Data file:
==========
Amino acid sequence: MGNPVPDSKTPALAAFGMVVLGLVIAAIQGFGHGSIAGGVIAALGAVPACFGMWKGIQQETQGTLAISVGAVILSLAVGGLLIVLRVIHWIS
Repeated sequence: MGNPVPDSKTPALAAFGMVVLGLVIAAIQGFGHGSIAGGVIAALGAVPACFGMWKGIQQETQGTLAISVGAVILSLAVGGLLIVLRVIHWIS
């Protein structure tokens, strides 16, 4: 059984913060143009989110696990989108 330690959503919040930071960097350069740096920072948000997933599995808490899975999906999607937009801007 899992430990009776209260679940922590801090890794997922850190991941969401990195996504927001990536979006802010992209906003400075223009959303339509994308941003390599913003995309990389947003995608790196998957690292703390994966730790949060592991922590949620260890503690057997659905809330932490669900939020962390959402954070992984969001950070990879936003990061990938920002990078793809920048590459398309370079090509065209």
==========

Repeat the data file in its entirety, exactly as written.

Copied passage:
Amino acid sequence: MGNPVPDSKTPALAAFGMVVLGLVIAAIQGFGHGSIAGGVIAALGAVPACFGMWKGIQQETQGTLAISVGAVILSLAVGGLLIVLRVIHWIS
Repeated sequence: MGNPVPDSKTPALAAFGMVVLGLVIAAIQGFGHGSIAGGVIAALGAVPACFGMWKGIQQETQGTLAISVGAVILSLAVGGLLIVLRVIHWIS
């Protein structure tokens, strides 16, 4: 059984913060143009989110696990989108 330690959503919040930071960097350069740096920072948000997933599995808490899975999906999607937009801007 899992430990009776209260679940922590801090890794997922850190991941969401990195996504927001990536979006802010992209906003400075223009959303339509994308941003390599913003995309990389947003995608790196998957690292703390994966730790949060592991922590949620260890503690057997659905809330932490669900939020962390959402954070992984969001950070990879936003990061990938920002990078793809920048590459398309370079090509065209």